Cupra Formentor e-Hybrid review
All-new Cupra Formentor combines plug-in hybrid power and performance in an SUV package. But is it as good as it looks?
- Good to drive
- Well equipped
- Spacious and practical
- Powertrain not exciting
- Infotainment interface
- Not as sporty as it looks
|Car type||Electric range||Fuel economy||CO2 emissions|
|Plug-in hybrid||32 miles||177-188mpg||33g/km|
The Cupra Formentor is the first car that the Spanish brand can truly call its own. Cupra was spun off from SEAT and initially you could only buy versions of SEAT cars that had been tuned and given a performance focus – such as the Ateca and Leon. The Formentor, however, is the brand’s first standalone model, and it’s available as a plug-in hybrid.
The Formentor isn’t just a performance SUV, as there are some fairly ordinary engine options. The plug-in model is one of the more expensive versions in the range, at around £40,000, although it’s not the most powerful.
It uses a 1.4-litre four-cylinder petrol engine alongside an electric motor; they make a combined 242bhp and 250Nm of torque. You'll find the same drivetrain under the bonnet of the Audi Q3, Volkswagen Golf GTE, Volkswagen Tiguan, SEAT Tarraco and Skoda Octavia vRS hybrids, and there's also going to be a 201bhp model, although we haven't tried this yet.
The battery has a useable capacity of 12.8kWh, which means the car can travel for up to 32 miles on electric power alone. It should take around three hours and 40 minutes to charge on a home wallbox. Official figures say that the Formentor emits 33g/km of CO2 and fuel economy of up to 188mpg is possible – but as with all plug-in hybrids, that depends entirely on how often you plug it in.
This car will certainly appeal to company-car users, as it sits in the 11% band for Benefit-in-Kind (BiK) tax in 2021/22, rising to 12% the year after. And as the Formentor is a striking-looking model, with sharp lines, an SUV stance and interesting details such as the LED headlights and bulging rear wheelarches, it’ll definitely stand out in the office car park.
Yet the Cupra doesn’t feel as exciting to drive as it looks. The engine is a big part of this, as it sounds strained. You can choose a 'Cupra' driving mode that adds synthesised engine sound to the cabin, but it also adds unnecessary weight to the steering. The driving modes do tweak the suspension, though, and the Formentor corners with more composure in this sporty mode. All in all, it's pretty good to drive, as it has plenty of grip.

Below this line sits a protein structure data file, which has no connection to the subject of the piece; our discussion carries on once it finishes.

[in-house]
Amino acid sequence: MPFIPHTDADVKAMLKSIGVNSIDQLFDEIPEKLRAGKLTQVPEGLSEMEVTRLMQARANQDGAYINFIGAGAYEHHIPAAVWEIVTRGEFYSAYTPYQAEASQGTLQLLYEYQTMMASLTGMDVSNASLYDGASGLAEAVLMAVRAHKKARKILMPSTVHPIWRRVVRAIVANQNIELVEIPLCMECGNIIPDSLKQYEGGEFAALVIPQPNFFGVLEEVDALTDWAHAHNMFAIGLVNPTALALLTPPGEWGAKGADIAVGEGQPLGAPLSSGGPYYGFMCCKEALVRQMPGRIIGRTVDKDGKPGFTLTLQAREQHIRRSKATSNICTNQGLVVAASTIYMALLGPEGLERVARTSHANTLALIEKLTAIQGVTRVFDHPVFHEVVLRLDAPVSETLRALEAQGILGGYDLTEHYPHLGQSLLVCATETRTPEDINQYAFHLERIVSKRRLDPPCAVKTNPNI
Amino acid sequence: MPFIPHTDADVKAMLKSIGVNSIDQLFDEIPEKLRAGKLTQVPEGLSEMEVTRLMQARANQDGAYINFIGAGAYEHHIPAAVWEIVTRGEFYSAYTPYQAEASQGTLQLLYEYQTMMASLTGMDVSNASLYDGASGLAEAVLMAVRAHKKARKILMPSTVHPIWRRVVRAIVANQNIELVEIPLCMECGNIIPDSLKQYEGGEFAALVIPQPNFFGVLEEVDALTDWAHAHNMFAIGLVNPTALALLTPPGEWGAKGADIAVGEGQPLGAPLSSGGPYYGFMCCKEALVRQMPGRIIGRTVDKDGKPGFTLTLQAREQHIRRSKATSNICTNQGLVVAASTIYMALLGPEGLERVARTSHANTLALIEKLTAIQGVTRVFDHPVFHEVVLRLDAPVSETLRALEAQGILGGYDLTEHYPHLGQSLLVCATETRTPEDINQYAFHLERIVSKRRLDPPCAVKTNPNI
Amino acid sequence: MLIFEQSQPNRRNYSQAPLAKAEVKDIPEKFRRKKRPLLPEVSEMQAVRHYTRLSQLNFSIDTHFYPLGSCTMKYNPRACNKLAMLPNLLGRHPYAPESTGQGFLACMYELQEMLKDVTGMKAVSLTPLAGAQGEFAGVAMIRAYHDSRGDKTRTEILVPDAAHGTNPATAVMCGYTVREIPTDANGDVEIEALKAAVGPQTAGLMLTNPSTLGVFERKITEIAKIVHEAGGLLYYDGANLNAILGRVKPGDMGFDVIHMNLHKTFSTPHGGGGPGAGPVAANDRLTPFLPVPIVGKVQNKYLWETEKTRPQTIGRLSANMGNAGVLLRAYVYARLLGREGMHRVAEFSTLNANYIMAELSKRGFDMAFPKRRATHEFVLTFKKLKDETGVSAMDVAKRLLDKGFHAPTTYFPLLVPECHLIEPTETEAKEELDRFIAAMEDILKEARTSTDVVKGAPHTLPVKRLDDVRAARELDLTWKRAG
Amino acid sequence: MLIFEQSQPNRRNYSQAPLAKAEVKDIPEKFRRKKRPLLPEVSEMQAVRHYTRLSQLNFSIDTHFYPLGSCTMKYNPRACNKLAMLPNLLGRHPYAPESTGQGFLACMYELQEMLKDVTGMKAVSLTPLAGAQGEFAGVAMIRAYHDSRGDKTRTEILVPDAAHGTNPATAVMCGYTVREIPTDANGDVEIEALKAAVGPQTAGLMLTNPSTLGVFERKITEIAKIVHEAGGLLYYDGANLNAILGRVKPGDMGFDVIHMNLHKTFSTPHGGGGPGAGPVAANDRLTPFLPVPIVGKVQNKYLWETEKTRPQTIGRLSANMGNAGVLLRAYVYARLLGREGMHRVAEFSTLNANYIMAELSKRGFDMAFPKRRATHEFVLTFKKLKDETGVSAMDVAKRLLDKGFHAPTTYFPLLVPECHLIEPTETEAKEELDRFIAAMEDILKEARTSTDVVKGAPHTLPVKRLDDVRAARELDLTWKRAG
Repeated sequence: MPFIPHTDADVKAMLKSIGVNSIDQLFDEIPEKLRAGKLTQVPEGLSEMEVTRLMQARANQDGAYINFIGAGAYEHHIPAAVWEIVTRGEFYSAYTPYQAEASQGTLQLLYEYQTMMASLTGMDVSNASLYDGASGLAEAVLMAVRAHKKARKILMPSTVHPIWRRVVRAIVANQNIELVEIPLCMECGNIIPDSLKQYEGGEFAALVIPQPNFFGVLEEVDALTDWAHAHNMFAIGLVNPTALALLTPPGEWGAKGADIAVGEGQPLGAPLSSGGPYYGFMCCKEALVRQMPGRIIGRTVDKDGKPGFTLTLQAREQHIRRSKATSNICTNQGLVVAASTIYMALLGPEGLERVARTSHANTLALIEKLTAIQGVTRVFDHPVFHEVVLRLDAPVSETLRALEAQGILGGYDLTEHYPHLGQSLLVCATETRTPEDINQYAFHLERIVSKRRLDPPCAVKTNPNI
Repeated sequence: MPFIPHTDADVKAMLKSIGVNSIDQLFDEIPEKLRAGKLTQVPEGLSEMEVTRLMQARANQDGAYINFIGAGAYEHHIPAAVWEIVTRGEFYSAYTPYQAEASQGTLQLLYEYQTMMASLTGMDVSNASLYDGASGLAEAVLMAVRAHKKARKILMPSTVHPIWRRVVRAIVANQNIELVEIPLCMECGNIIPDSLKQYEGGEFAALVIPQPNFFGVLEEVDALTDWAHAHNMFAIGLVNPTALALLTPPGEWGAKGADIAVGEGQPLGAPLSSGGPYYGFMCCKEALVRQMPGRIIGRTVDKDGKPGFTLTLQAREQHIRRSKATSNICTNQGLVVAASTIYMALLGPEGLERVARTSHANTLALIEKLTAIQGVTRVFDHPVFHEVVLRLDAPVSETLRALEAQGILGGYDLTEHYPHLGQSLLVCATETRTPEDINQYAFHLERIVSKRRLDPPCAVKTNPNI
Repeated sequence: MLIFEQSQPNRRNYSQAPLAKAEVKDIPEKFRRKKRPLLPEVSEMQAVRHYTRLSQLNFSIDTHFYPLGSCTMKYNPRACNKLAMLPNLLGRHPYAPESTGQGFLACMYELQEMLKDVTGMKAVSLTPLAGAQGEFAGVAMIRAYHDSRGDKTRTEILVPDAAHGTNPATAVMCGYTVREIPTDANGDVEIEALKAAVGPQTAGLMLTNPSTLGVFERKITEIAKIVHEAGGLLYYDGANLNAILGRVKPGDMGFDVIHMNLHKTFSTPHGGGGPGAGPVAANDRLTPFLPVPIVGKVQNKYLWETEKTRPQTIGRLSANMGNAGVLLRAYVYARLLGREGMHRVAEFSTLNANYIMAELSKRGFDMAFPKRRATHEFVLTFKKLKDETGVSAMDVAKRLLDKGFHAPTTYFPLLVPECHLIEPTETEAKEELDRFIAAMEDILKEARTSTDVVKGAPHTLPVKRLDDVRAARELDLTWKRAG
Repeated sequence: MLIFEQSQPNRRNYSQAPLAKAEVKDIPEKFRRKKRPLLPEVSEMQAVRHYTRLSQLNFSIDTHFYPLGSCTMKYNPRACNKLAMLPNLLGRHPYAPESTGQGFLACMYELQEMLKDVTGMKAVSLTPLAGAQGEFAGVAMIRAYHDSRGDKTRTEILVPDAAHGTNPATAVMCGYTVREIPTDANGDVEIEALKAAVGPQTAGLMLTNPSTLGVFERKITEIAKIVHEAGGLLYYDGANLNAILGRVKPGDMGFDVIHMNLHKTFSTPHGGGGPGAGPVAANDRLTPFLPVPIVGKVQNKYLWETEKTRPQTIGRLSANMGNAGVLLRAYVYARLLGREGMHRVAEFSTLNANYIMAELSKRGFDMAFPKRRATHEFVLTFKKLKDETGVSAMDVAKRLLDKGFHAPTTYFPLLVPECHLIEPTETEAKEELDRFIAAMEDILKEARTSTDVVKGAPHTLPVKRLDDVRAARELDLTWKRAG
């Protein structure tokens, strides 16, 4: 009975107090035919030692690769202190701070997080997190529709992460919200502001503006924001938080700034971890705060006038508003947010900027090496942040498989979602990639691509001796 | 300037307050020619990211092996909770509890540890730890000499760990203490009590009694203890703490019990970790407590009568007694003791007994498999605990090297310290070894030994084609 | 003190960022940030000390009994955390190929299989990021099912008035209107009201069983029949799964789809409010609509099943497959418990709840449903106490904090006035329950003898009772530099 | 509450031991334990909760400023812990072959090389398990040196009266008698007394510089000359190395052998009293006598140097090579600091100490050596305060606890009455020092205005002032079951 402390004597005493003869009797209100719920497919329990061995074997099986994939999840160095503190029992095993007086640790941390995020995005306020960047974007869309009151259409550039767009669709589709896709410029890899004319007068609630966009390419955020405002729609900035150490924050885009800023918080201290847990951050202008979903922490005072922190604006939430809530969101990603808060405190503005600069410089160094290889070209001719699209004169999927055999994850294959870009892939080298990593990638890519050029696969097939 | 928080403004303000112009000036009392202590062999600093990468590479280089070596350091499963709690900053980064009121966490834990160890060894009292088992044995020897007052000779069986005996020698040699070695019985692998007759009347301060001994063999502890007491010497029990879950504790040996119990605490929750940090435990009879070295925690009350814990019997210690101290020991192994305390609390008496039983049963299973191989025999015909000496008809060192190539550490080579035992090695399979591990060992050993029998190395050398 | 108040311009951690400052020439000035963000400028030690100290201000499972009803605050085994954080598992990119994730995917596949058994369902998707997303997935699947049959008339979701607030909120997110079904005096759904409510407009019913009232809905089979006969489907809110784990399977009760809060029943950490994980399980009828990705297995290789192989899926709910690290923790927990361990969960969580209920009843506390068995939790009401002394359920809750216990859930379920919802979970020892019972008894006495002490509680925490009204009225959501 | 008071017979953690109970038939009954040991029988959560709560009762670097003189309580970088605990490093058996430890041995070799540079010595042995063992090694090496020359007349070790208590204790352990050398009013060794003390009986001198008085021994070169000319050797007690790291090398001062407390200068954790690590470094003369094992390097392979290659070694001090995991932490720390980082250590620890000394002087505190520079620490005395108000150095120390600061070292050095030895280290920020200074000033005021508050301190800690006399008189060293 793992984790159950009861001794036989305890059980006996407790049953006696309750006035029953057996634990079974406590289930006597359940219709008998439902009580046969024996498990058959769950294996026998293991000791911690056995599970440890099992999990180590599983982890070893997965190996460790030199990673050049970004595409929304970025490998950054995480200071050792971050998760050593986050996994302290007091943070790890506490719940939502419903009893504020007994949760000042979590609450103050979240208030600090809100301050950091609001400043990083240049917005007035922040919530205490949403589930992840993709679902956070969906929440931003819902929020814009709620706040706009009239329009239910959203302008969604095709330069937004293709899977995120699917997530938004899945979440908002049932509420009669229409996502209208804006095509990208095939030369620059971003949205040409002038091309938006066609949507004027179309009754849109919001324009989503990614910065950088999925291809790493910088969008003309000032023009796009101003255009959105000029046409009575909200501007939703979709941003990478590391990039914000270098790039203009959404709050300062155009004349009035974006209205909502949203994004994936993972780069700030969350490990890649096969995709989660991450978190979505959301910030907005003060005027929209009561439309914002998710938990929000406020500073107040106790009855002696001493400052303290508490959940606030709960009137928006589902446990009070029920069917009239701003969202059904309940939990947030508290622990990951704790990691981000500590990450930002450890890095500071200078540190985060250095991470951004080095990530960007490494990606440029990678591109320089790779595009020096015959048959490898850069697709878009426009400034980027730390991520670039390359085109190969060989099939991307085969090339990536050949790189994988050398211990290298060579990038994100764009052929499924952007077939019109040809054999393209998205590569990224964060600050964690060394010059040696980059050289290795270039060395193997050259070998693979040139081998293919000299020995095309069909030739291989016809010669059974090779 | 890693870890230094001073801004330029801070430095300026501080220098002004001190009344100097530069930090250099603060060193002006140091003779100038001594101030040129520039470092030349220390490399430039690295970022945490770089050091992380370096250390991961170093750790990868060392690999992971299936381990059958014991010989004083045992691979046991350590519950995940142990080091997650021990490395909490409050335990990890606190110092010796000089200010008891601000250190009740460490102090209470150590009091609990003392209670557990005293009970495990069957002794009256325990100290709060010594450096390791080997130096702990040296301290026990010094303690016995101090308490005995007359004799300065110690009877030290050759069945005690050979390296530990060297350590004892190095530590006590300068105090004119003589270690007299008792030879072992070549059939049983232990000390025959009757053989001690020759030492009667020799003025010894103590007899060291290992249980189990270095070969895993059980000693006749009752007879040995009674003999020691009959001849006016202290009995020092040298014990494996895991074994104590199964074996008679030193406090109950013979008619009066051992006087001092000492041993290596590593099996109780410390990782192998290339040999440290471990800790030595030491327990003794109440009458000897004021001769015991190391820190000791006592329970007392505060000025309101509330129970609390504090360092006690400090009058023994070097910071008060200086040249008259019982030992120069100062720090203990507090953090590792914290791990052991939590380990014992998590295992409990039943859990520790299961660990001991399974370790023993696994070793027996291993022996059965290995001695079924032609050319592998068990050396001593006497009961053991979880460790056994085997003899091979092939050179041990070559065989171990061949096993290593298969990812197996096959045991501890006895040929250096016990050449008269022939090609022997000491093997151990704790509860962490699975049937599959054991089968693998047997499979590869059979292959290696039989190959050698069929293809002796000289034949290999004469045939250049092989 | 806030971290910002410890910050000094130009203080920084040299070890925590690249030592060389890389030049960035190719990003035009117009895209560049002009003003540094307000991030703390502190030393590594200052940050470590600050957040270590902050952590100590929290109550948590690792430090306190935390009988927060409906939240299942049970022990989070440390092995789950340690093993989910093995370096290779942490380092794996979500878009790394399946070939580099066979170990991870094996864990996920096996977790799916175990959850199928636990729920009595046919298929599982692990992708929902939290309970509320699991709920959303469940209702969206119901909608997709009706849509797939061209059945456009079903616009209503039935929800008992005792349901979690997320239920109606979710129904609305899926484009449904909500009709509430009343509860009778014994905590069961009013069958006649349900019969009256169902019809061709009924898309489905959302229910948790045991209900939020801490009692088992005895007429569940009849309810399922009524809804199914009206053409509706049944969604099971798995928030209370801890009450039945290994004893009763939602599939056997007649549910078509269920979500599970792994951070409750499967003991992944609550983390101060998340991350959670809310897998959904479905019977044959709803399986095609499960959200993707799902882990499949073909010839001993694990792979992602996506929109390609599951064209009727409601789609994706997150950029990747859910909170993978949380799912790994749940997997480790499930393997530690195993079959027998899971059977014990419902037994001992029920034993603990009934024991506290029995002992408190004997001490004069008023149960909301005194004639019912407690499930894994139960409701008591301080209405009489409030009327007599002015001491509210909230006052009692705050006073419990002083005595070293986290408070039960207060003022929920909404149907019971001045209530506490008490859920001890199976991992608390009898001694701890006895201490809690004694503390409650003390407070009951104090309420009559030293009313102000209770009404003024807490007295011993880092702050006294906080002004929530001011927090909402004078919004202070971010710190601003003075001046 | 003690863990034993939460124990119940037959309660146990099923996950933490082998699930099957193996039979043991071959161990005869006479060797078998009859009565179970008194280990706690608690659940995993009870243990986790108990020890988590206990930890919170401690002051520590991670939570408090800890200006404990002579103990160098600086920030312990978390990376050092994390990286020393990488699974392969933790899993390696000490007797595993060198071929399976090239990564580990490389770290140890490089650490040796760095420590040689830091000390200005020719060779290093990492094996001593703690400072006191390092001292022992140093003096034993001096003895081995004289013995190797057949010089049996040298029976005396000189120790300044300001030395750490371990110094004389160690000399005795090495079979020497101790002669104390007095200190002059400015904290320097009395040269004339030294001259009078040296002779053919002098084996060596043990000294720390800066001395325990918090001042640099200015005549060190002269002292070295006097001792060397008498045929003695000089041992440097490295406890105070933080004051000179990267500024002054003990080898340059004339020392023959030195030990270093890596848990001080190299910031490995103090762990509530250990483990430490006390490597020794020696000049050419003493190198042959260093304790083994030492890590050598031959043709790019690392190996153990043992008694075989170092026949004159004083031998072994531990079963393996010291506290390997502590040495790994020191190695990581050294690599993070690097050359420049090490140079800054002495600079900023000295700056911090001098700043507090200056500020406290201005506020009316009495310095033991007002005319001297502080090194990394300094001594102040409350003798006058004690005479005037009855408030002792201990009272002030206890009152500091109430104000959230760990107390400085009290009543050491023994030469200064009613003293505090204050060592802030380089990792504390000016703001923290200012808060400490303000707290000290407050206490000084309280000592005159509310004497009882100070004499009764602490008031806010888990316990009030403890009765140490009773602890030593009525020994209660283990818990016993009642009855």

The Cupra isn’t uncomfortable, as the suspension provides enough damping despite the slightly firm setup. Even on the larger wheels it deals with bumps reasonably well, especially in the more relaxed driving modes.
There’s a good amount of space inside for passengers, although the boot isn’t that big for an SUV, at 345 litres. That's less than you get in an Audi Q3 or BMW X1 plug-in, which are the Formentor’s main rivals. The car has some distinctive interior details including copper-coloured stitching and sports seats, plus digital dials and a large 12-inch infotainment screen. Sadly, the interface isn’t the best, as it takes too many clicks to get where you want to go, but at least there’s Apple CarPlay and Android Auto smartphone connectivity.
Our test car had some quality issues, but we expect those to be sorted when we get to try a right-hand-drive model soon. There are two trim levels available: VZ1 and VZ2. Even the lesser model comes with LED lights, 19-inch alloys, digital dials, wireless phone charging, a reversing camera and plenty of safety kit. The VZ2 comes with a heated steering wheel, Nappa leather seats and extra safety technology, including lane-changing assistance.
The Formentor is a successful first car for the fledgling Cupra brand, as it’s stylish, practical, good to drive and pretty comfortable. The interior is smart and full of technology, and company-car buyers will love the hybrid model, though we’re not sure it lives up to the looks as the engine isn’t very exciting.